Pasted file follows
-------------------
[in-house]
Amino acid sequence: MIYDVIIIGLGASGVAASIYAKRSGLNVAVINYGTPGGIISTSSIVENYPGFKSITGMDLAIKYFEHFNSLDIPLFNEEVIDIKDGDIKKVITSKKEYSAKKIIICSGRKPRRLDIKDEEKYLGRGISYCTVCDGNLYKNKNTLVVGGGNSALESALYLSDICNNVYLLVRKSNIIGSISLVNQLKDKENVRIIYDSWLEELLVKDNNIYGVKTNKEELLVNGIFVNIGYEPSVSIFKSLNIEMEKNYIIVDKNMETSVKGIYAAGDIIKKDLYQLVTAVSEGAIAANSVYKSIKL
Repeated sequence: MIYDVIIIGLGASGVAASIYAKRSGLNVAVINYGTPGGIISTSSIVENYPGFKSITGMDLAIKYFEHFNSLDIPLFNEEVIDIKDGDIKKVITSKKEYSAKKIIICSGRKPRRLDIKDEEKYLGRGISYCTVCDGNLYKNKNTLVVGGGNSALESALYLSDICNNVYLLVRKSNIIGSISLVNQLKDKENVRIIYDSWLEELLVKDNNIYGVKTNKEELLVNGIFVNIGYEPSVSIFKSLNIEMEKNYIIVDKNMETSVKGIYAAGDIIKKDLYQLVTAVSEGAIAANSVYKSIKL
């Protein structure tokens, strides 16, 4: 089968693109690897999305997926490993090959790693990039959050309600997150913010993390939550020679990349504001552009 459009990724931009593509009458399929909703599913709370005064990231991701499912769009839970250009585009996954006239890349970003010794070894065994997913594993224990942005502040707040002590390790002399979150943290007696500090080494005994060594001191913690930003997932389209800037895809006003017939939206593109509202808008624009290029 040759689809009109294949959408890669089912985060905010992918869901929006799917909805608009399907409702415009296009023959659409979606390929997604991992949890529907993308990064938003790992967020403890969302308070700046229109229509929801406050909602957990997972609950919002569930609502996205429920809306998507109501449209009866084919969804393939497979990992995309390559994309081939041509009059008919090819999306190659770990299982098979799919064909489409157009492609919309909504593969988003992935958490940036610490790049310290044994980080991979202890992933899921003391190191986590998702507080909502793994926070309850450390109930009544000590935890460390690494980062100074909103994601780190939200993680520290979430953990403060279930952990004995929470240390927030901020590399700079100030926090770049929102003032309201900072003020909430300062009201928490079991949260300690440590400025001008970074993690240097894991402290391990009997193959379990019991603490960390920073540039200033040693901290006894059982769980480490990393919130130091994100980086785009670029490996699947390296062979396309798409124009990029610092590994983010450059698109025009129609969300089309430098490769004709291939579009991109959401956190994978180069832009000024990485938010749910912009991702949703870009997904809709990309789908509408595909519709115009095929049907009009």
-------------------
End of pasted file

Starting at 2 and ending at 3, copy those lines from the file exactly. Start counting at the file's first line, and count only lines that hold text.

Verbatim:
Amino acid sequence: MIYDVIIIGLGASGVAASIYAKRSGLNVAVINYGTPGGIISTSSIVENYPGFKSITGMDLAIKYFEHFNSLDIPLFNEEVIDIKDGDIKKVITSKKEYSAKKIIICSGRKPRRLDIKDEEKYLGRGISYCTVCDGNLYKNKNTLVVGGGNSALESALYLSDICNNVYLLVRKSNIIGSISLVNQLKDKENVRIIYDSWLEELLVKDNNIYGVKTNKEELLVNGIFVNIGYEPSVSIFKSLNIEMEKNYIIVDKNMETSVKGIYAAGDIIKKDLYQLVTAVSEGAIAANSVYKSIKL
Repeated sequence: MIYDVIIIGLGASGVAASIYAKRSGLNVAVINYGTPGGIISTSSIVENYPGFKSITGMDLAIKYFEHFNSLDIPLFNEEVIDIKDGDIKKVITSKKEYSAKKIIICSGRKPRRLDIKDEEKYLGRGISYCTVCDGNLYKNKNTLVVGGGNSALESALYLSDICNNVYLLVRKSNIIGSISLVNQLKDKENVRIIYDSWLEELLVKDNNIYGVKTNKEELLVNGIFVNIGYEPSVSIFKSLNIEMEKNYIIVDKNMETSVKGIYAAGDIIKKDLYQLVTAVSEGAIAANSVYKSIKL